Oxford Street might be marginally more well-known but Brompton Road is a definite contender for the second most famous shopping street in London. Running through the centre of upscale Knightsbridge, the 1km-long Brompton Road is lined with hundreds of shops, the most well-known being Harrods and Harvey Nicholas (both great places to visit with teens by the way!).
Best tube station: Knightsbridge, South Kensington or Hyde Park Corner
You might not know the name Gerrard Street but you’ll certainly recognise it, this is the main thoroughfare of London’s Chinatown.
The street was originally built between 1677 and 1685 and was named after military leader Charles Gerrard, the 1st Earl of Macclesfield who owned the land and used it as a training ground. Following the Great Fire of London, Gerrard gave permission for houses to built on the land followed by a market hall and a slaughterhouse.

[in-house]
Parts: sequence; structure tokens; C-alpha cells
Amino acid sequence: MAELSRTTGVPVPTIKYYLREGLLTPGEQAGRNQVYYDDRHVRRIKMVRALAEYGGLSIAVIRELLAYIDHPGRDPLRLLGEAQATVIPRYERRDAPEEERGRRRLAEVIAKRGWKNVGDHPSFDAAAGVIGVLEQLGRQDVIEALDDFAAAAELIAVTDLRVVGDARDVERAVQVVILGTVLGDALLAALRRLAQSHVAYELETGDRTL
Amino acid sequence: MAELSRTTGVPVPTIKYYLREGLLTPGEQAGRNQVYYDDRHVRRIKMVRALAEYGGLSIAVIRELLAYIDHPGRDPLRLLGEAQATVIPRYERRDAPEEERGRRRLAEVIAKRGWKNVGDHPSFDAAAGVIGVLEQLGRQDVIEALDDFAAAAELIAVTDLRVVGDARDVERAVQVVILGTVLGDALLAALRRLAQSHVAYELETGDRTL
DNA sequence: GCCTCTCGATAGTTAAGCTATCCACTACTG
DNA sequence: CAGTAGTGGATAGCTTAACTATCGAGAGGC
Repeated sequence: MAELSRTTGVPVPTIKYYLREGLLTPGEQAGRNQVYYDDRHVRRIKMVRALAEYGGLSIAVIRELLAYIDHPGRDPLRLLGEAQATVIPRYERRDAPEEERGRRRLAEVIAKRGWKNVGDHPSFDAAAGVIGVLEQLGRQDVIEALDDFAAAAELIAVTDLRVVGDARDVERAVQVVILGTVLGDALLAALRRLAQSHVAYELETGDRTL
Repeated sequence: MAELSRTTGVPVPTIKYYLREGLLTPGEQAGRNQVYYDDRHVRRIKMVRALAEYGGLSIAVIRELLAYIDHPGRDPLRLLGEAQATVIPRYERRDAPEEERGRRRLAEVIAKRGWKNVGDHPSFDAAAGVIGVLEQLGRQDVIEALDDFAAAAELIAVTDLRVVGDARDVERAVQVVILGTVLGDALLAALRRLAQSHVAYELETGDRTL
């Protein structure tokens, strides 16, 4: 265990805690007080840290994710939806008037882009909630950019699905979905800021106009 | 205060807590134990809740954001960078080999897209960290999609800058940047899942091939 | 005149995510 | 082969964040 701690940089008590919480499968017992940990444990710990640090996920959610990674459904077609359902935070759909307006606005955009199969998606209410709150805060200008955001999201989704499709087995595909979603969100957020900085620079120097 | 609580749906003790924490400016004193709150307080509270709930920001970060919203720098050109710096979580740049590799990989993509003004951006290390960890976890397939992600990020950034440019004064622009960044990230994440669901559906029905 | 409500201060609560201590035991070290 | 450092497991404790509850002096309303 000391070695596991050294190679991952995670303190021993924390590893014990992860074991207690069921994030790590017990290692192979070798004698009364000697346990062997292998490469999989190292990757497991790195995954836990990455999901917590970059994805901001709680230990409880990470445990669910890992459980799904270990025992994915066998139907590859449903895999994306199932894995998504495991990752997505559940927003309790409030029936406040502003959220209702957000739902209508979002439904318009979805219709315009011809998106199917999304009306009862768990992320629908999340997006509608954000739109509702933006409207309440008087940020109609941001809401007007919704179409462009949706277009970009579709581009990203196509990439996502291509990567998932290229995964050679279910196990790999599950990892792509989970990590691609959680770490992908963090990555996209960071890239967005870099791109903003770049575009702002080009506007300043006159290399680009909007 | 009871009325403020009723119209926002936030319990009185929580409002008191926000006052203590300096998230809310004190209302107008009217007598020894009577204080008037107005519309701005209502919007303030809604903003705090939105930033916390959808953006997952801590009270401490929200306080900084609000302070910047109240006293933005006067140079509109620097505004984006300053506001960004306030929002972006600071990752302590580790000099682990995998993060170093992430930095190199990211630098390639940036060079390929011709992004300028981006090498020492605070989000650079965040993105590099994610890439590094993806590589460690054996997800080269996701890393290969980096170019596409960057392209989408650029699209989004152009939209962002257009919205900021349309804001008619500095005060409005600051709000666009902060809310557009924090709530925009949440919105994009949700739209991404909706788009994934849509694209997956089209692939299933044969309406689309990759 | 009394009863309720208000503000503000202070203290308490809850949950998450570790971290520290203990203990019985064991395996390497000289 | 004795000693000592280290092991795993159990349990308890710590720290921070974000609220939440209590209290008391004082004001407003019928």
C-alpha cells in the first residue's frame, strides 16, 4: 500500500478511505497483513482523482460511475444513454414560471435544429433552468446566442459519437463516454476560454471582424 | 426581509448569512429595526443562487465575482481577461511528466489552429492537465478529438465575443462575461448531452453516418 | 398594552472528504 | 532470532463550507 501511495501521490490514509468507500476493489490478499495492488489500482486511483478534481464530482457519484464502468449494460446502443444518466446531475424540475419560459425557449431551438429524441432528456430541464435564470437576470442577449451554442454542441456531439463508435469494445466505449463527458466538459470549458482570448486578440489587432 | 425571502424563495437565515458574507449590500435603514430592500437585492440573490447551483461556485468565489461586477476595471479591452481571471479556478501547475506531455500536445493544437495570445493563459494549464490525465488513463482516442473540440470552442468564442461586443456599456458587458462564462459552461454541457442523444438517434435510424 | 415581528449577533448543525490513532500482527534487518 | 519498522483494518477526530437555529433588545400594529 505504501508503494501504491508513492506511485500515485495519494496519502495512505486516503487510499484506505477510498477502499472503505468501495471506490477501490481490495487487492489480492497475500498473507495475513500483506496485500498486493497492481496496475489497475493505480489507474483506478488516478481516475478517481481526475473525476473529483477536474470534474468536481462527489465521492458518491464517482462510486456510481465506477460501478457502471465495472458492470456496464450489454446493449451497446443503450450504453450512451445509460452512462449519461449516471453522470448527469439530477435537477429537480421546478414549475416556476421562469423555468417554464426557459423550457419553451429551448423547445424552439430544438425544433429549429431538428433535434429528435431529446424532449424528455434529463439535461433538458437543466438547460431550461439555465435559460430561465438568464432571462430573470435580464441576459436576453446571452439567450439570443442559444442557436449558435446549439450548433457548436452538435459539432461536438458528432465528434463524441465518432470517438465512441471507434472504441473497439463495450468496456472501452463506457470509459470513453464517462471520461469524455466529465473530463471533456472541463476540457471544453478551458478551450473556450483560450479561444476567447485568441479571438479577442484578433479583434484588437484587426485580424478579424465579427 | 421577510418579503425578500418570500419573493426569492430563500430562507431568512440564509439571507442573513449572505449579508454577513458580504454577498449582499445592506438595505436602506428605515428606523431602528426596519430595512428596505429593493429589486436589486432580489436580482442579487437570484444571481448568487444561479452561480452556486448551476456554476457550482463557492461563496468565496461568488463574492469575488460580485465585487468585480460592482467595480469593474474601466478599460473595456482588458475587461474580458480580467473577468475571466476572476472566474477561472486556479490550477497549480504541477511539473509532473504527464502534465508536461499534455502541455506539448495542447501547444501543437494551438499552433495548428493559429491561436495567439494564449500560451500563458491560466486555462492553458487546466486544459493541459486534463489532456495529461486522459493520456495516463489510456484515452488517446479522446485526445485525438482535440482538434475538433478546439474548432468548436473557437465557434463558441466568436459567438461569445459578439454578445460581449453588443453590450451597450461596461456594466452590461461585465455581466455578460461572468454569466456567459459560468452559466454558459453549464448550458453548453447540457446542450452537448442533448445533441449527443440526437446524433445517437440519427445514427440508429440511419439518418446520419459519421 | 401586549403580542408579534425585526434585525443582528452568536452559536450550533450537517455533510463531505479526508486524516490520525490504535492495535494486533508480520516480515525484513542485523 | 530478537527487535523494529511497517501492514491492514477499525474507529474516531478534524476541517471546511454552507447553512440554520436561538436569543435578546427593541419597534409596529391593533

It wasn’t until the 1950s that London’s Chinese community arrived in the area but by the late 1960s Chinatown was established as the centre of the city’s Chinese community.
Today Gerrard Street is flanked by two tall Chinese gates at either end and lined with Chinese supermarkets, restaurant and bakeries. You’ll also find some great ice cream shops nearby!
Best tube station: Leicester Square
Broadway Market, in East London, is today very much the place to be but it wasn’t always the case. This now famous road was once part of the ‘Porter’s Path, a tradesman’s route between Hackney and Shoreditch. It used to a popular street market but fell on tough times during the 70s and 80s and was later nearly demolished to create a route to and from the Blackwall Tunnel.
Fortunately, the street was saved thanks to the local community pulling together and by 2004 the road became home to a brilliant weekend market that takes over the street every Saturday. Visit at any other time during the week and you’ll see that the roads is lined with shops, cafes, bars and restaurants.
Best tube station: Bethnal Green
At the beginning of the 18th century in London when clean water was hard to come by, Londoners would travel to Hampstead where water from the surrounding hills was collected and bottled and then sold. Hampstead’s mineral water business was run from a pub known as the Thatched House, which sat on Flask Walk. It was demolished in 1874 and replaced by the Flask Tavern, which still stands there today.